Zac N. (Butler, IN)

Hi Kevin. with the pro bowl coming soon I was wondering why they went about drafting the players to the teams instead of having the usual AFC VS. NFC pro bowl games. Seems like to me it's just a big celebrity show with Irvin and Rice picking players and I liked the old way a lot better. Thanks again!

Bowen: I think the “celebrity” appeal is a reason why they’ve changed the Pro Bowl format to incorporate former stars of the game. Personally, I like the new format because it doesn’t force unwarranted guys into the game. Sure, there are still snubs every year. But what I mean is that you don’t have to have exactly three wide receivers from each conference. Instead, the six “best” receivers get invited with conference affiliation non-existent.


Isak H. (Mexico City)

Hi. So the colts have six picks this year. If you were asked, who would you draft with those six picks that look like good fits to the team? Thanks.

Bowen: Isak, there’s a better chance of you and I getting carries for the Colts in 2016 than me correctly predicting multiple draft picks come April. Can you imagine filling out a seven-round Mock Draft as if it was the NCAA Tournament? Your head would explode. I’ll give you six positions I think the Colts should address in April. Of course a lot of this depends on how the boards falls. But my positions of need are: linebacker, offensive line, cornerback, running back, defensive line and safety.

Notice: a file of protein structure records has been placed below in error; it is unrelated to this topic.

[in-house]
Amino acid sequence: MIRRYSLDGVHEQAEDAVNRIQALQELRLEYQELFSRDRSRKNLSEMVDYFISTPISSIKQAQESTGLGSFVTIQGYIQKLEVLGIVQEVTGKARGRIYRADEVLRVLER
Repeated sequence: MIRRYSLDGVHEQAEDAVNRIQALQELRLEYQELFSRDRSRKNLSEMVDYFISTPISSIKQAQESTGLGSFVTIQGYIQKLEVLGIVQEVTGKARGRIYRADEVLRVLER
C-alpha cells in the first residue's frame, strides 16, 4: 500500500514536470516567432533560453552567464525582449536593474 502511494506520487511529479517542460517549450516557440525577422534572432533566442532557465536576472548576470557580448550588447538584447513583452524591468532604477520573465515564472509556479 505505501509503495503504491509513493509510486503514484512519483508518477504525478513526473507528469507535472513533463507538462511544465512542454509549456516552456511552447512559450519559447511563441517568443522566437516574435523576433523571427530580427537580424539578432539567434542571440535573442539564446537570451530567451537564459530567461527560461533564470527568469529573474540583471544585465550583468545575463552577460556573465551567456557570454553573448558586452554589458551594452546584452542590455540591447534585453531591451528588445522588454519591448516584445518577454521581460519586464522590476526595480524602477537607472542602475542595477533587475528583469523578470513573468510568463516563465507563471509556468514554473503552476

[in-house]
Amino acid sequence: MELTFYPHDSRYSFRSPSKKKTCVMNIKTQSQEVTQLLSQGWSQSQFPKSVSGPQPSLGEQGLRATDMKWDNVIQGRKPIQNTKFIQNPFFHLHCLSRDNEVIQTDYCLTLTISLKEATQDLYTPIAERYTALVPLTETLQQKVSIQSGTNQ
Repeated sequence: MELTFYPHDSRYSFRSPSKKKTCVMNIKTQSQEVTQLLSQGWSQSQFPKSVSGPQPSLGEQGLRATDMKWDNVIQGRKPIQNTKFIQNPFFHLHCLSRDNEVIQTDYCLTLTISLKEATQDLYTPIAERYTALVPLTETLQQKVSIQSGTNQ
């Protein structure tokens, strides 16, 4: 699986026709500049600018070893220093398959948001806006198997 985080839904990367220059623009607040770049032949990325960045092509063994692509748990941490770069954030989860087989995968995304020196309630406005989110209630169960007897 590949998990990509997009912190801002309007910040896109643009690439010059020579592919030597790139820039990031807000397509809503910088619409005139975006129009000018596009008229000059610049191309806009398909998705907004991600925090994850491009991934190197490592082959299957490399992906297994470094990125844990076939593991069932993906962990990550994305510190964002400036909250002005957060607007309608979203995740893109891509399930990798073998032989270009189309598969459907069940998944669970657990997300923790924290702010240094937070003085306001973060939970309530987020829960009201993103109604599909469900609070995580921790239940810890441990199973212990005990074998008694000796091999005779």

James F. (West Virginia)

Kevin long time reader first time writer.my question do you think during our draft that we should trade up and get the running back from LSU that kid can flat out run thanks for listening

Charleston wv

Bowen: LSU’s Leonard Fournette is not draft eligible in 2016. Players have to be three years removed from high school in order to enter the NFL Draft. Fournette is (shockingly) only two years removed.


Dustin K. (Fort Wayne, IN)

Is there any chance that we would get Derek Henry if he is available at the 18th pick thanks for your time

Bowen: I haven’t really seen any Mock Draft where Henry is in the top-20. I don’t think the Colts should look at Henry at No. 18. There are far greater needs that are more pertinent to this team than a running back in Round One. I do see a young rookie running back being something the Colts could use over the course of the three-day draft.


Nathan J. (Fishers, IN)


What will happen to Andre Johnson next season?

Bowen: We got this question about a week ago and this is what I had to say about Johnson: Johnson’s status for next season is going to be one to watch. He talked after the regular season finale about how he knows the business side of the NFL and the potential impact that could have in his future in Indianapolis. Jim Irsay mentioned to the IndyStar last week how some veterans could be cap causalities in the offseason. Do the Colts feel like they have enough depth at receiver to move on from Johnson? That’s something to at least ponder in the offseason. From an on the field standpoint, Johnson’s production in 2015 was so puzzling. How does a guy catch 85 balls in Houston and haul in just 41 the next season with the Colts? Like Irsay said, the Colts are going to have some decisions to make regarding a few veterans and their future with Indianapolis.